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Here's Lewner ... my very first WD. He came into our lives at 3 weeks old in Sept., 1989. He's been both a joy and a challenge to live with. We learned so much about ourselves through him, and developed many skills we didn't really have before ... like patience and acceptance.
We made many mistakes with him, but we're all still intact. He's basically an inside creature -- okay, a couch potato. Since he sleeps with us (I know it's wrong, but it's too late to change after 11 years), my husband had to build us a king-size bed so we could all be comfortable.
He accepts any kind of canine we bring in (I pet sit in my home) as long as they don't try to play with him too much -- that GSD attitude of "thou shalt not play." What a guy -- I hope he's as happy with us as we are with him. Well, he looks like he is.
In this picture, from left to right we have...
Little Foot, who came to me four years ago through my farrier. She had been adopted by a doctor in GA during a hunting trip to AL, where he bought her. After having her less than a year, he and his wife separated; and he was forced to leave his 70 acre farm in GA. Of course, Little Foot would be able to fend for herself since she was half wolf, he surmised. My farrier told me about it, and I agreed to see her; and after meeting her, I said I'd take her home and find her a good family to live with. That was four years ago. Her 'good family' has been my husband and me, Fenwrist (a 3-legged hound/husky/GSD mix) and since Sept., Yukon.
In the middle is Fenwrist, our neighbor's dog, who 'lived' at our house for reasons I'll not go into. He got shot, we got him fixed (had to have his leg amputated due to terrible infection), and he's been wonderful. He's even 'learned' to howl.
On the right is Yukon, an approximately 2 year old neutered male. He came to me through the county shelter after my name was given to them through my vet. I had just lost my lovely Salem (75% WD) to cancer 5 days previous to their call, so I really wasn't wanting another canine at the moment. But, it was his 'last day,' they said, and wouldn't quit talking. I agreed to go see him, praying all the while for the Universe to guide me as to my path. After putting him through every test I could think of, he came home with me. And, what a joy he has been. I think Salem would have approved. Yukon is going to accompany me to my very first dog training class at our community college. Since he is so gentle and social, I think he'll make a find ambassador WD.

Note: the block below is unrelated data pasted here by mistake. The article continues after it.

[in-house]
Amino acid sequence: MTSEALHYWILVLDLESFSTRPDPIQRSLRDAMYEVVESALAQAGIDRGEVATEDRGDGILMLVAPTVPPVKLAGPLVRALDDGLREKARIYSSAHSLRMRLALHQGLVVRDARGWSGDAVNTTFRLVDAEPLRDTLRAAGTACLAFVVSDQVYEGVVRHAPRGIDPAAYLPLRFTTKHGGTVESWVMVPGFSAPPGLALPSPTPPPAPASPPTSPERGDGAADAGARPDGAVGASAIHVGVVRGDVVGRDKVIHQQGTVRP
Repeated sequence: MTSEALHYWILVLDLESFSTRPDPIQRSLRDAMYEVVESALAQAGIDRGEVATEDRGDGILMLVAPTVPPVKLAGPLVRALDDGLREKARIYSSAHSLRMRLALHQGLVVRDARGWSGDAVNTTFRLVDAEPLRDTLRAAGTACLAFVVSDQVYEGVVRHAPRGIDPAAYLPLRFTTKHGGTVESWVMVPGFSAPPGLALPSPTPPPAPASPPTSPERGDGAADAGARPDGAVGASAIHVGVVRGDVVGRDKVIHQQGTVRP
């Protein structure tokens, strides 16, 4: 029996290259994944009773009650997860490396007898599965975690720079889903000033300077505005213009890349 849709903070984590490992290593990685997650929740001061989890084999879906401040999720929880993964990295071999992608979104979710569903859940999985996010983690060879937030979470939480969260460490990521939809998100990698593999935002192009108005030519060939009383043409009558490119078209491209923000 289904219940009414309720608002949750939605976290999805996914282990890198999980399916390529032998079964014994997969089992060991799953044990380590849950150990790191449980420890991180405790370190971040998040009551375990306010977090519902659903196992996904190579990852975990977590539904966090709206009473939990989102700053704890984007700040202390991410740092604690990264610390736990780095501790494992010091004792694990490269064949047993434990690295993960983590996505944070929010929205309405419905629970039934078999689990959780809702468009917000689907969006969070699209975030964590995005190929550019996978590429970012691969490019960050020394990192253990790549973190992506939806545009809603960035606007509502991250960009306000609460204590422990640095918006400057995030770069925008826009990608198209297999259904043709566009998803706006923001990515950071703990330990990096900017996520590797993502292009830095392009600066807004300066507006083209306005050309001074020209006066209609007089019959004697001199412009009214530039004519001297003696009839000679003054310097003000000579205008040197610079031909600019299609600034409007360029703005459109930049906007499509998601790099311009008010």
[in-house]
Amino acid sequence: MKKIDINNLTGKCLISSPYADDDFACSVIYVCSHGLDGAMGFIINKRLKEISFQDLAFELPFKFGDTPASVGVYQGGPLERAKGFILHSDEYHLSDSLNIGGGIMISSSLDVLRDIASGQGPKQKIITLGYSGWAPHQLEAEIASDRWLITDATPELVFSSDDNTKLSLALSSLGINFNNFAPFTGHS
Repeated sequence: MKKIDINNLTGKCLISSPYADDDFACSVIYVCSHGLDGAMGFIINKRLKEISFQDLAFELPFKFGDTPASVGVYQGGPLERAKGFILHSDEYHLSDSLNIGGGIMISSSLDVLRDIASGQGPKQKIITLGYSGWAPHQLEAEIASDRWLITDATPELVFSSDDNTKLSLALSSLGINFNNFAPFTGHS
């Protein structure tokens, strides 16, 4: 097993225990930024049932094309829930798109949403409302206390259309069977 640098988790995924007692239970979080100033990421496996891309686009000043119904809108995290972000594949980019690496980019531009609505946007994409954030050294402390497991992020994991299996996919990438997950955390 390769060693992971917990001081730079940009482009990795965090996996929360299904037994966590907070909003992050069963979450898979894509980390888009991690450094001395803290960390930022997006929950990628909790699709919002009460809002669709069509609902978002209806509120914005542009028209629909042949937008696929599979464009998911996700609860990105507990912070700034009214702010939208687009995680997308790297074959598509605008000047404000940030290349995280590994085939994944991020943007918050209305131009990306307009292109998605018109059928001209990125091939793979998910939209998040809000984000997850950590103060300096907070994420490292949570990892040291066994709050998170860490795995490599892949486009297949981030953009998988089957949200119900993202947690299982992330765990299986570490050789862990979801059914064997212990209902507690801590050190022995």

Yukon is our new 'clown.' He is hilarious, always trying to start
something with Little Foot and Fenwrist, and usually succeeding. He's about the most submissive canine we have, although he seems to have no fear. Maybe he's learned being on top isn't all that important in life. He is developing a lovely song, very similar to our departed Salem's music. Another blessing ... we are so fortunate to have Yukon in our lives.
To the right is another photo of Little Foot. We're told she is half wolf and half sled dog, but my guess is she has a lot lower wolf content.
She came to us as a rescue, and we've been privileged to share life with her for the past almost five years. Such a lovely personality, but still no pushover -- she keeps her two boys (Yukon and Fenwrist) in tow.
The only thing she needs work on is her song. Try as she might, she still sounds like a maniacal violin when she howls. But, she sure has fun doing it ... so I just consider it that she's making a 'joyful noise.'
This is Salem, who we received at age 13 months. We were blessed to share our lives with her until she was 7-1/2 years old, when she died of cancer in Aug., 2000. Salem was the clown of the family -- such a happy girl, considering her health problems of ongoing gastroenteritis, which caused her to vomit about one out of every five meals. Her song was the purest I've ever heard, bar none.
The night before she left us, she somehow summoned her strength to give us some wonderful memories. She trotted around the house, ate about 5 pounds of raw sirloin steak (and kept it down), and even managed to jump on the bed. As my husband and I took turns telling her goodbye, she stared into our eyes with her beautiful yellow eyes, telling us it was ok and she wanted to go. The next morning, she couldn't hold up her head for weakness. She'd given all she had to give.
She gave one more gift after her death, though. I felt her blessing as I took Yukon to her grave. Yukon came to us as a rescue only five days after losing our Salem. And, I think she's continuing to give today through somehow infusing Yukon with her lovely spirit. Here's to Salem.
This is Lewner again, doing what he loves to do. Although he is only about 50% (actual number on his papers is 58%), he's the best howler we currently have. His baritone is awesome.
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